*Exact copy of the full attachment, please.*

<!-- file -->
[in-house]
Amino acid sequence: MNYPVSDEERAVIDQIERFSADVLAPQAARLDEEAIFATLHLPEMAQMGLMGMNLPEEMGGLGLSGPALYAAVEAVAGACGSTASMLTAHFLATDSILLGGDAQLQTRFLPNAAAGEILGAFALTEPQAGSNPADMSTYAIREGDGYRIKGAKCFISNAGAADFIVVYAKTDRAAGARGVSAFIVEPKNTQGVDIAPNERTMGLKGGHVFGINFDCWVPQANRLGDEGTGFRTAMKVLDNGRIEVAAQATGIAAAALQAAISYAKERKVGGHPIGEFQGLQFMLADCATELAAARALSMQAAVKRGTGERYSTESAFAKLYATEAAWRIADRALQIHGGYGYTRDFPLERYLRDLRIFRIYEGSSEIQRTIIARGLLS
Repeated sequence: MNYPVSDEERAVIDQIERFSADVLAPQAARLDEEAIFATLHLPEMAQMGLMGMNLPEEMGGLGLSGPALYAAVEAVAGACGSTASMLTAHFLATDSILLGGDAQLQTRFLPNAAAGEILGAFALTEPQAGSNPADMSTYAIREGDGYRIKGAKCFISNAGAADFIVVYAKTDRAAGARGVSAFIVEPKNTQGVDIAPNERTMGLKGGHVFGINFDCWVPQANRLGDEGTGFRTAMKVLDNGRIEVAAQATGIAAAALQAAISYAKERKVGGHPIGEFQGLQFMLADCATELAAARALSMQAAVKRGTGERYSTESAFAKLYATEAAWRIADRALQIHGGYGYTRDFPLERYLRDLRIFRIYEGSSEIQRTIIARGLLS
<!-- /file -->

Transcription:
[in-house]
Amino acid sequence: MNYPVSDEERAVIDQIERFSADVLAPQAARLDEEAIFATLHLPEMAQMGLMGMNLPEEMGGLGLSGPALYAAVEAVAGACGSTASMLTAHFLATDSILLGGDAQLQTRFLPNAAAGEILGAFALTEPQAGSNPADMSTYAIREGDGYRIKGAKCFISNAGAADFIVVYAKTDRAAGARGVSAFIVEPKNTQGVDIAPNERTMGLKGGHVFGINFDCWVPQANRLGDEGTGFRTAMKVLDNGRIEVAAQATGIAAAALQAAISYAKERKVGGHPIGEFQGLQFMLADCATELAAARALSMQAAVKRGTGERYSTESAFAKLYATEAAWRIADRALQIHGGYGYTRDFPLERYLRDLRIFRIYEGSSEIQRTIIARGLLS
Repeated sequence: MNYPVSDEERAVIDQIERFSADVLAPQAARLDEEAIFATLHLPEMAQMGLMGMNLPEEMGGLGLSGPALYAAVEAVAGACGSTASMLTAHFLATDSILLGGDAQLQTRFLPNAAAGEILGAFALTEPQAGSNPADMSTYAIREGDGYRIKGAKCFISNAGAADFIVVYAKTDRAAGARGVSAFIVEPKNTQGVDIAPNERTMGLKGGHVFGINFDCWVPQANRLGDEGTGFRTAMKVLDNGRIEVAAQATGIAAAALQAAISYAKERKVGGHPIGEFQGLQFMLADCATELAAARALSMQAAVKRGTGERYSTESAFAKLYATEAAWRIADRALQIHGGYGYTRDFPLERYLRDLRIFRIYEGSSEIQRTIIARGLLS